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Delaware politicians react to Obama’s State of the Union address

Gov. Jack Markell, Sen. Tom Carper and Rep. John Carney — all Democrats — offer their takes on the President's remarks on jobs, cybersecurity and education.

President Barack Obama delivers the State of the Union address. (Photo by Twitter user @VP)

Barack Obama delivered his second-to-last State of the Union address as president Tuesday night and the First State was listening.
Delaware’s politicians chimed in on the president’s remarks, citing the need to increase jobs and education, and improve infrastructure, cybersecurity and technology, among other agenda items.
Here are parts of their emailed remarks in response to the president’s address:

  • Gov. Jack Markell — read the governor’s full remarks here.
    “I’m particularly pleased by the President’s emphasis on access to our community colleges and I’m proud Delaware has shown great leadership in this area for many years by offering our high school graduates free tuition for two years of higher education through our SEED and INSPIRE scholarship. Institutions like Delaware Tech, and the partnerships they build with our businesses, offer outstanding training and retraining for the jobs of our present and future. The President’s agenda, which importantly includes support for students as well as workers transitioning to new careers, would strengthen these efforts.”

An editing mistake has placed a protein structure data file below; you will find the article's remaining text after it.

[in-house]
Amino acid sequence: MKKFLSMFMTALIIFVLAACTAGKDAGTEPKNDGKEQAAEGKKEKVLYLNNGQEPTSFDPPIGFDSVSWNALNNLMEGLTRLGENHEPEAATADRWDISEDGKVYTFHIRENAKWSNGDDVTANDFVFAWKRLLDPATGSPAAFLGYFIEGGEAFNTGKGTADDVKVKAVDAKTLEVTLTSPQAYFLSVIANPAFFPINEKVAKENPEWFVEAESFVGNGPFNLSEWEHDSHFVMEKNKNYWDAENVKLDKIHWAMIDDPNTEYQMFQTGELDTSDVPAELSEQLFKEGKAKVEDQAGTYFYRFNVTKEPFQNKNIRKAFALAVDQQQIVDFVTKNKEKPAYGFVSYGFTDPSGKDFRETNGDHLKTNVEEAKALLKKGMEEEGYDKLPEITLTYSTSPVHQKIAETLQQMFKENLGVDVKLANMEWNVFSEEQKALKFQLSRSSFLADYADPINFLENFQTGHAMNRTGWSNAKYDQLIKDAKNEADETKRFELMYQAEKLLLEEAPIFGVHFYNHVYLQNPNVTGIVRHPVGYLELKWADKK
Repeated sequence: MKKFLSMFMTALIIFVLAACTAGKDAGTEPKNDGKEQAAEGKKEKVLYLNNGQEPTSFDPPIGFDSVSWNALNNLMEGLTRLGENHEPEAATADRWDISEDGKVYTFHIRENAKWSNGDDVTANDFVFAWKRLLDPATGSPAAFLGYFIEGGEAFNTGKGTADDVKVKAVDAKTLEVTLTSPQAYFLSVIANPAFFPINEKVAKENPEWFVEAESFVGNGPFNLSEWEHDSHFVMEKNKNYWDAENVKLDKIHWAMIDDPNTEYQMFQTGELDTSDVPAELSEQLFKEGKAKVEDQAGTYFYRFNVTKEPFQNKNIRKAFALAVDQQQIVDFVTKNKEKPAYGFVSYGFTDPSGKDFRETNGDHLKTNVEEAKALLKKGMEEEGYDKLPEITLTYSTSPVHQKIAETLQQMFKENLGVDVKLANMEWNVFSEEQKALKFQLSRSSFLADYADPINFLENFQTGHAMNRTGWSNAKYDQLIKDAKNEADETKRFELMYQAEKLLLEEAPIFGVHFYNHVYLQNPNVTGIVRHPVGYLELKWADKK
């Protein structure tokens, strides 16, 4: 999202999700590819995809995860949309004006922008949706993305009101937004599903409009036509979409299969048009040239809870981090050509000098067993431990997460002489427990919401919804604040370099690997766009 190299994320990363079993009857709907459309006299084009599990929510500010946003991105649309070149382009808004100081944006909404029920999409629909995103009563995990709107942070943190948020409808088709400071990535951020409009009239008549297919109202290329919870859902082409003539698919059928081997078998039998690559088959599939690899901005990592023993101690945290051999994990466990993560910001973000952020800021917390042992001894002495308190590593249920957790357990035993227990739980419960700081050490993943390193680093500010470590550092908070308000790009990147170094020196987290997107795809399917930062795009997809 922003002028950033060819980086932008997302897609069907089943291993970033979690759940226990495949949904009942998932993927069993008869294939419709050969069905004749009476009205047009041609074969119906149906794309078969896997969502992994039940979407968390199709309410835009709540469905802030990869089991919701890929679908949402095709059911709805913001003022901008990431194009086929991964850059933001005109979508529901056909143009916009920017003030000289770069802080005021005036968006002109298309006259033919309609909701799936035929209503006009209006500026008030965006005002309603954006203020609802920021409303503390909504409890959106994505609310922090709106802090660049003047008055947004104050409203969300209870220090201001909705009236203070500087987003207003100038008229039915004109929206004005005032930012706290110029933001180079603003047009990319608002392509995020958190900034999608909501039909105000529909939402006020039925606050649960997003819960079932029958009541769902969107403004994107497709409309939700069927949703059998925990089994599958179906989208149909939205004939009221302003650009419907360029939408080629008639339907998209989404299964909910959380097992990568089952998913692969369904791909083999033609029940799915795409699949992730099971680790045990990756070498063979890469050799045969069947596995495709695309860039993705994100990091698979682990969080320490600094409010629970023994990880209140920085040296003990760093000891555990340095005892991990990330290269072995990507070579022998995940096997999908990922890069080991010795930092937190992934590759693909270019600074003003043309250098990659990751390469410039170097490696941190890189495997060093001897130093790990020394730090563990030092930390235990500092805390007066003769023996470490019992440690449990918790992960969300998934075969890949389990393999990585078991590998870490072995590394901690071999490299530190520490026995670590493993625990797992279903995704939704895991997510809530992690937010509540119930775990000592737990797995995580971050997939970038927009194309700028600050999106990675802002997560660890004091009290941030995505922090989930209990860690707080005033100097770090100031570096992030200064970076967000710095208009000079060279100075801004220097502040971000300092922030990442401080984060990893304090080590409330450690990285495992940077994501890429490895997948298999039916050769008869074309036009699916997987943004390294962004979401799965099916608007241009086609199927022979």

• Sen. Tom Carper (D-Del.) — read the senator’s full remarks here.
    “While we work to foster a nurturing environment for job growth, I appreciate that the president is determined to protect our economic and national security, especially in cyberspace. For nearly a decade I’ve pushed for bipartisan legislation on data breach prevention and notification, as well as comprehensive cybersecurity legislation. This is an area where Congress and the administration can and should work together to approve this much-needed legislation.”
  • Rep. John Carney (D-Del.) — read the congressman’s full remarks here.
    “It’s inevitable that in divided government, not everyone will agree on this approach. My job over this next term in Congress is to work with Democrats and Republicans to find common ground and get things done.  I came to Congress to fight for the middle class. Tonight, the President laid out a promising plan to do the same. He encouraged us to work together for the good of the country, and I intend to continue to do just that.”

Claymont resident Dan Eason, a benefits analyst at Cigna, attended the SOTU as Carney’s guest. The two first met at the Central YMCA in Wilmington, Carney said in a press release.
“Eason was worried about potential layoffs at Cigna because of a provision in the Affordable Care Act that would have caused jobs to move overseas,” Carney staffers said in the release. “The Congressman’s bill, the Expatriate Health Coverage Clarification Act, was ultimately included in the omnibus spending package signed into law late last year, thus saving 500 jobs at Cigna’s Wilmington facility.”

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